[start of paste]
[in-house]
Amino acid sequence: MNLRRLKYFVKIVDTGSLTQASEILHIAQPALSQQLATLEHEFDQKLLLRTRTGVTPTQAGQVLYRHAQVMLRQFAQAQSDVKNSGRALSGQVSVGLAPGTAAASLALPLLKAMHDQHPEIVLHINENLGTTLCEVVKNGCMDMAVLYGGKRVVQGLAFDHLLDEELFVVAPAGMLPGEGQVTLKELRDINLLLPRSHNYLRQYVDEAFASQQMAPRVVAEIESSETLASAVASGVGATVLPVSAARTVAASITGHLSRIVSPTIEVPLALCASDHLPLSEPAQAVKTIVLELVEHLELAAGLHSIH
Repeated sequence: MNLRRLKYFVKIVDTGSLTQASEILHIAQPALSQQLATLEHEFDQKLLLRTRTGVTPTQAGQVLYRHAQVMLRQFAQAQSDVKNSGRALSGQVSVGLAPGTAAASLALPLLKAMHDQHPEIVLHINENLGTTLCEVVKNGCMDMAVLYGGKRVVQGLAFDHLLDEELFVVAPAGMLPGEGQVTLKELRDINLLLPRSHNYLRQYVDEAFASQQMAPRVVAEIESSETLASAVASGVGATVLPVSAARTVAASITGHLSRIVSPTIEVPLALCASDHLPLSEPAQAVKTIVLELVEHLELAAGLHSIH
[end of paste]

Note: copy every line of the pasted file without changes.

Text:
[in-house]
Amino acid sequence: MNLRRLKYFVKIVDTGSLTQASEILHIAQPALSQQLATLEHEFDQKLLLRTRTGVTPTQAGQVLYRHAQVMLRQFAQAQSDVKNSGRALSGQVSVGLAPGTAAASLALPLLKAMHDQHPEIVLHINENLGTTLCEVVKNGCMDMAVLYGGKRVVQGLAFDHLLDEELFVVAPAGMLPGEGQVTLKELRDINLLLPRSHNYLRQYVDEAFASQQMAPRVVAEIESSETLASAVASGVGATVLPVSAARTVAASITGHLSRIVSPTIEVPLALCASDHLPLSEPAQAVKTIVLELVEHLELAAGLHSIH
Repeated sequence: MNLRRLKYFVKIVDTGSLTQASEILHIAQPALSQQLATLEHEFDQKLLLRTRTGVTPTQAGQVLYRHAQVMLRQFAQAQSDVKNSGRALSGQVSVGLAPGTAAASLALPLLKAMHDQHPEIVLHINENLGTTLCEVVKNGCMDMAVLYGGKRVVQGLAFDHLLDEELFVVAPAGMLPGEGQVTLKELRDINLLLPRSHNYLRQYVDEAFASQQMAPRVVAEIESSETLASAVASGVGATVLPVSAARTVAASITGHLSRIVSPTIEVPLALCASDHLPLSEPAQAVKTIVLELVEHLELAAGLHSIH